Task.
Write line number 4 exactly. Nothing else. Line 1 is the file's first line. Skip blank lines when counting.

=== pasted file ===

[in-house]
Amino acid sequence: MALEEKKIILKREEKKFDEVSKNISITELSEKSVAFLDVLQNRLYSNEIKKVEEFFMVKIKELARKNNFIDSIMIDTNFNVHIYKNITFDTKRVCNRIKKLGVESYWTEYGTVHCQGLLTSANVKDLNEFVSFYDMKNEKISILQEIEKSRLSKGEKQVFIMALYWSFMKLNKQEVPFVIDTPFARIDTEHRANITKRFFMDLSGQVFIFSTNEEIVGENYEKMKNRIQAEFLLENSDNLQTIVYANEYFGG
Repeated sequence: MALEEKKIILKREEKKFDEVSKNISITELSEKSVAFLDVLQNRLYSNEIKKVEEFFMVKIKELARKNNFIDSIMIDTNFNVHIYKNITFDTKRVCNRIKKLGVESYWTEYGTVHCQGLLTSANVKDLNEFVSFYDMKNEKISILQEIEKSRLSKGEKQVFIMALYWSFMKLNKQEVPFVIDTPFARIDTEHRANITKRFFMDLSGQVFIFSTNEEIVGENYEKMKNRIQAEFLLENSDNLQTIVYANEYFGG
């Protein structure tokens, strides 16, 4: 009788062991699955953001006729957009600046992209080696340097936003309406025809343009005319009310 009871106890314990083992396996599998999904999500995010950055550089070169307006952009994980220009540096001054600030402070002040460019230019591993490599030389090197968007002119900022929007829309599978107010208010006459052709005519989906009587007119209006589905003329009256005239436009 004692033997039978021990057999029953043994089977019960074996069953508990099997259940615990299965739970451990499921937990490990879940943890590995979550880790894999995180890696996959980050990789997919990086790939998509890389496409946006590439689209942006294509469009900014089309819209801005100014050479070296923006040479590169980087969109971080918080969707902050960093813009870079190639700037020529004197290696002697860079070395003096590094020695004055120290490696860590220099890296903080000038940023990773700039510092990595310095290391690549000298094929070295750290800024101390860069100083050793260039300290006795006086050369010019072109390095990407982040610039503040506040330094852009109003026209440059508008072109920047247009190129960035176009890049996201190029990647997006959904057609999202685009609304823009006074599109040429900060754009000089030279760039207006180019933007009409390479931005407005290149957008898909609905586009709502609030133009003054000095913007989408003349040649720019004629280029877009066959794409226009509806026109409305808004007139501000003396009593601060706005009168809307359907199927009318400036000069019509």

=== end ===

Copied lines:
């Protein structure tokens, strides 16, 4: 009788062991699955953001006729957009600046992209080696340097936003309406025809343009005319009310 009871106890314990083992396996599998999904999500995010950055550089070169307006952009994980220009540096001054600030402070002040460019230019591993490599030389090197968007002119900022929007829309599978107010208010006459052709005519989906009587007119209006589905003329009256005239436009 004692033997039978021990057999029953043994089977019960074996069953508990099997259940615990299965739970451990499921937990490990879940943890590995979550880790894999995180890696996959980050990789997919990086790939998509890389496409946006590439689209942006294509469009900014089309819209801005100014050479070296923006040479590169980087969109971080918080969707902050960093813009870079190639700037020529004197290696002697860079070395003096590094020695004055120290490696860590220099890296903080000038940023990773700039510092990595310095290391690549000298094929070295750290800024101390860069100083050793260039300290006795006086050369010019072109390095990407982040610039503040506040330094852009109003026209440059508008072109920047247009190129960035176009890049996201190029990647997006959904057609999202685009609304823009006074599109040429900060754009000089030279760039207006180019933007009409390479931005407005290149957008898909609905586009709502609030133009003054000095913007989408003349040649720019004629280029877009066959794409226009509806026109409305808004007139501000003396009593601060706005009168809307359907199927009318400036000069019509």